Of all the symptoms of menopause, heart palpitations are one of the lesser-known symptoms. Women will often experience heart palpitations during hot flashes, another symptom of menopause.
The changes in hormone levels during menopause can lead to unpleasant symptoms. One of these symptoms may be heart palpitations.
These heart palpitations are usually harmless and will often go away after menopause is complete.
If the heart palpitations or other symptoms of menopause are causing distress, ask your doctor about treatment options.
Although heart palpitations will sometimes disappear as menopause ends, with the end of menopause comes an increased risk of heart disease due to decreased estrogen levels.
In some women, heart palpitations may be a sign of a more serious heart condition that should be addressed by a cardiologist. Call your doctor if you have any questions or concerns regarding your menopause or heart palpitations.
Heart palpitations can cause concern and lead to anxiety and even panic attacks. However, most heart palpitations caused by menopause are temporary and will go away once menopause is complete and your hormones have leveled out.
What are heart palpitations?
Heart palpitations occur when your heart beats irregularly, skips a beat, or adds a beat. They are commonly described as a pounding or fluttering sensation in the chest; or as if your heart is flipping, skipping beats, or about to jump out of your chest. You may feel them in your chest or your neck, or both. Some people have them, and never notice them; others can have such strong palpitations it can be painful.
A variety of things can cause heart palpitations, menopause being one of them.
What is menopause?
Menopause is the time in a woman's life when her menses (period) stops. Changes slowly occur in the reproductive and endocrine systems until, eventually, the menses stop entirely. Generally, this is the result of the normal life cycle; but it can be brought about by surgery, certain medical treatments, or diseases that affect the natural hormones.
The timing and symptoms of menopause vary greatly from person to person, and your symptoms may change as you progress through menopause. Talk to your doctor about any questions or concerns regarding any of the symptoms or changes you experience during menopause.
Can menopause cause heart palpitations?
Heart palpitations are caused by many different things, many of which are harmless. Fluctuations in the hormone estrogen during your period, pregnancy, and menopause are one of the things that may cause heart palpitations.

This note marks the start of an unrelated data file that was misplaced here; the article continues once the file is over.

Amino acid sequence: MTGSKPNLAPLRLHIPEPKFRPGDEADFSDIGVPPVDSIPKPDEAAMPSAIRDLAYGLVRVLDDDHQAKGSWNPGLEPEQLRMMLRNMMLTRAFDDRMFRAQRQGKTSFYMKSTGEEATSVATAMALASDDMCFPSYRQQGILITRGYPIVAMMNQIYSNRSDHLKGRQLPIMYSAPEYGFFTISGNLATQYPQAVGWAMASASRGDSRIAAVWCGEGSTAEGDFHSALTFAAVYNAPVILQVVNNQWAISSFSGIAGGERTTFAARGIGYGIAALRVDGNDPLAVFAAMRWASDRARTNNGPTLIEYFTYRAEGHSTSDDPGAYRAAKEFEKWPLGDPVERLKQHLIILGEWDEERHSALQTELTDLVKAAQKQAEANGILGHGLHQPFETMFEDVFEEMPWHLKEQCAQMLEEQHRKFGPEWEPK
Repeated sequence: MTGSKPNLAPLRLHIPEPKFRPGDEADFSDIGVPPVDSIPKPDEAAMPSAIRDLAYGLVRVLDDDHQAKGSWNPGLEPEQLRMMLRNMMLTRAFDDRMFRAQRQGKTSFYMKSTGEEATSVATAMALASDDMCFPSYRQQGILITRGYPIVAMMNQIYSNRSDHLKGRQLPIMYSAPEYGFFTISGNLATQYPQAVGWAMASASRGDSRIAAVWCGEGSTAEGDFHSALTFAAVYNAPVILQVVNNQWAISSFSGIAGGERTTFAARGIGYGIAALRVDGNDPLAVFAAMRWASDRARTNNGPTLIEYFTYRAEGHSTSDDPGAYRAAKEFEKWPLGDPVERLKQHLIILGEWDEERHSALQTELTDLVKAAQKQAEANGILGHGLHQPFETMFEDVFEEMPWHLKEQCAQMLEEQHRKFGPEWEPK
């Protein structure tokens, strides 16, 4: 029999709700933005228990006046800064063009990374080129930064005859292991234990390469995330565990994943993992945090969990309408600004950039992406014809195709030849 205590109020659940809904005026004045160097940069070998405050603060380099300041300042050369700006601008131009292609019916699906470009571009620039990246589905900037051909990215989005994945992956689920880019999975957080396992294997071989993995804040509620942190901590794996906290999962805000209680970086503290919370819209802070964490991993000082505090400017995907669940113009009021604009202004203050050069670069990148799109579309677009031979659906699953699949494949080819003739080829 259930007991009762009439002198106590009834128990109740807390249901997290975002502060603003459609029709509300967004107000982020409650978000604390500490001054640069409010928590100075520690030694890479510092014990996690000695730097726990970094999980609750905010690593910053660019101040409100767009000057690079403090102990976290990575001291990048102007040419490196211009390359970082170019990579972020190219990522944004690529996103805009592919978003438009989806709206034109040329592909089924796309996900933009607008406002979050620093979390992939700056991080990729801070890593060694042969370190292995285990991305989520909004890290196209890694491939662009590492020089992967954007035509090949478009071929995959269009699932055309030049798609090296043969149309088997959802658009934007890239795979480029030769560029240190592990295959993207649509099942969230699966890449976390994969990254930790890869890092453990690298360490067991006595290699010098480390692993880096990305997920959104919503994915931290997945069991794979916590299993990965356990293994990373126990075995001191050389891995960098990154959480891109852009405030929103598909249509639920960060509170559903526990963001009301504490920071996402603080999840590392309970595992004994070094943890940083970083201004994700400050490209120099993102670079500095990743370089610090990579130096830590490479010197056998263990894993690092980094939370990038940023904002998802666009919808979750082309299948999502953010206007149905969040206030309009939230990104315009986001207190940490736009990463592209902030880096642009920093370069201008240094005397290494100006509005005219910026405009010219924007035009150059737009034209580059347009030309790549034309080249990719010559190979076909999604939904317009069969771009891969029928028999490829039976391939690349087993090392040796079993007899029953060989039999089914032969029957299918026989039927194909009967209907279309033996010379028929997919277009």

Estrogen levels affect the blood vessels, breathing, and the functioning of the heart muscle itself. These hormonal changes that occur during menopause can lead to changes in the way your heart works, which may cause palpitations. The lower estrogen levels or rapid fluctuations can lead to overstimulation of the heart, leading to a faster heart rate and arrhythmias. Lower estrogen levels in perimenopause (the time of life leading to menopause) can lead to increased blood pressure, which puts more stress and strain on the entire body, which could lead to heart palpitations.
Other things that can lead to heart palpitations include:
- Caffeine or stimulants.
- Certain medications, such as cough or cold medicine, asthma inhalers, or thyroid medicine.
- Overexerting yourself, such as while exercising.
- Alcohol or tobacco.
- Low blood pressure.
- Low blood sugar.
- Heart arrhythmias.
- Heart disease.
- Thyroid problems.
Are heart palpitations dangerous?
Heart palpitations which result from lower estrogen levels are usually harmless, but you may need to see your doctor to be sure. Changes in hormone levels during menopause can also lead to changes that can increase your risk for heart disease. Heart palpitations can indicate a heart arrhythmia resulting from heart disease.
Talk to your doctor if your palpitations increase in frequency or strength, become uncomfortable, or are accompanied by dizziness or difficulty breathing.
Your doctor may want to run some blood tests to see if you are starting menopause; they may prescribe hormone replacement therapy (HRT), or they may want to do further tests on your heart, such as an electrocardiogram (EKG or ECG), stress test, or some other test to check your heart health.
What can I do about heart palpitations?
Diet and lifestyle changes may reduce the number or frequency of palpitations you experience.
- Eat a healthy, balanced diet full of vegetables, fruits, whole grains, low-fat dairy products, and fish.
- Avoid excess fats, cholesterol, sugar, or salt.
- Exercise at least 30 minutes most days of the week.
- Learn stress management techniques.
- Maintain a healthy weight.
- Decrease your intake of caffeine and other stimulants.
- Do not smoke.
- Try a Valsalva maneuver.
- Drink plenty of water and other hydrating fluids to keep your electrolytes in balance.
- Manage your blood pressure and blood sugar.
- Ask your doctor about hormone replacement therapy (HRT) or natural home remedies to help with the symptoms of menopause.
What other symptoms might I have?
If your heart palpitations are a symptom of your menopause, they may be accompanied by other symptoms, including:
- Changes in your period.
- Dry skin and hair.
- Trouble sleeping.
- Urinary incontinence or leakage.
- Vaginal dryness.
- Low sex drive.
- Hot flashes.
- Mood swings.
- Night sweats.
When should I call my doctor?
If your palpitations last longer than a few seconds at a time; become more frequent; are accompanied by weakness, headaches, or chest discomfort; or if you are at risk for heart disease, call your doctor.
Call 9-1-1 if you have chest pressure, trouble breathing, dizziness, fainting, chest or jaw pain, or a very rapid heart rate with heart palpitations.
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